How to install a suspended ceiling 4: Fixing your main tees

Most main tee sections are 3.6m long. If your room is shorter than that, cut it to size. If it’s longer than that, connect two sections together (you’ll find a clip at both ends of each main tee section) and cut to length. Then, start your next main tee using the remainder of the section. This will ensure you stagger your joints and create a stronger ceiling.

 

  • Starting at the wall edge, lay your main tee on the first 1200mm mark you made on your permitter trim. You may need to snip off the clip at the end of the tee so it sits flush.
  • Use a string line or laser level to ensure your main tee is straight - it should line up with the corresponding row of suspension points across the room. Set it in position on the perimeter trim of the opposite wall, cutting to length if necessary.
  • You’ll find your main tee has lots of slots along its length. These are for the cross tees. Place a second string line across the room, perpendicular to the main tee and positioned where the first cross tee will slot into the main tee. As long as the first one is right, the rest should automatically be.
  • Work along the tee, tying the suspension wires around it.

 

How to fit a suspended ceiling 5: Fit cross tees

 

  • Insert the tabs of your cross tees into the slots of the main tees.
  • If you’re using 1200mm x 600mm ceiling tiles, slotting the 1200mm cross tees into the main tee as per your drawing will complete your grid.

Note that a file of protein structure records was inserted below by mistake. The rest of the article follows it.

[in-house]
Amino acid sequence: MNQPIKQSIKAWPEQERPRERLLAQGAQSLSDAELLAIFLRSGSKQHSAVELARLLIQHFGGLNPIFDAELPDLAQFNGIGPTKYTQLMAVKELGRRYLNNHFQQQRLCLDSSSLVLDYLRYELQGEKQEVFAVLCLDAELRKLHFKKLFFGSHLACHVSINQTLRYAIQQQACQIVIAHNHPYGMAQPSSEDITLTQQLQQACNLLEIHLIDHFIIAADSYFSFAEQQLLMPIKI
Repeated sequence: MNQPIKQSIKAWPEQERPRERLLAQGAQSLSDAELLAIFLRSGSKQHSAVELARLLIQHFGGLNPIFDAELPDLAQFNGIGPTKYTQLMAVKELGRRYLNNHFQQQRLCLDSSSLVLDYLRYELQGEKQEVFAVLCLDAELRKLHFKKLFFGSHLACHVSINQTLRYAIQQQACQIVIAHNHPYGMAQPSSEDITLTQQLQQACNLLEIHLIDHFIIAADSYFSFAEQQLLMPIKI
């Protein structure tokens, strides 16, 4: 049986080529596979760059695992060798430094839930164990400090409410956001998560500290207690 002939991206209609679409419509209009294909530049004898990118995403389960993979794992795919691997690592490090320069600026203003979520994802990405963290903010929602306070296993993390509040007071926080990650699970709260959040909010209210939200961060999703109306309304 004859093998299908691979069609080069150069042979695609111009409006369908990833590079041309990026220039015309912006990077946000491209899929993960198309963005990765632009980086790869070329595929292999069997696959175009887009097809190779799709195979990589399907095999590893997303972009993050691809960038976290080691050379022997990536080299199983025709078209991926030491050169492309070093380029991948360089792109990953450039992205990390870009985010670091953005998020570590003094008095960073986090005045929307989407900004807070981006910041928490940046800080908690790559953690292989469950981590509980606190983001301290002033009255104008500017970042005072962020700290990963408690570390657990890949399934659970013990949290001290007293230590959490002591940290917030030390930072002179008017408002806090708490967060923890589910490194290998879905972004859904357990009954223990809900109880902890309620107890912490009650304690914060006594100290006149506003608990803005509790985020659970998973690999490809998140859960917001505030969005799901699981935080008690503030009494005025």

• If you’re using 600mm x 600mm ceiling tiles, you’ll also need to insert 600mm cross tees into your 1200mm cross tees (effectively doubling the number of spaces in your grid but halving their size)
  • As you progress, drop an occasional ceiling tile in place to help maintain the shape of your grid and prevent it from distorting as you work.
  • As you reach the edge of the room you may need to cut some cross tees to size using your tinsnips.

 

 

How to fix a suspended ceiling 5: Insert ceiling tiles

 

The simplest part of the process is adding the ceiling tiles. Slide each tile through and up into the void space, then drop it back down into position. If you’re using a patterned tile, make sure each tile is orientated the same way as those around it, otherwise something will appear ‘off’ about the finished ceiling.

 

If you’re adding suspended ceiling insulation, doing it now will be the most time-efficient way to do it. Sit an insulation pack on top of each tile.

 

As you reach the edge of the room you may have to cut tiles to size. By planning the design of your suspended ceiling in advance you’ll have ensured that cut tiles at either side of the room will be of equal and significant size.

 

To cut to size, take a tile, measure to size and score along each face using a utility knife. Separate by hand and drop into place.

 

 

Fit a better suspended ceiling with JCS

 

You’ll find a vast range of suspended ceiling tiles and grid for less at JCS. For help selecting the right products for your suspended ceiling, talk to us.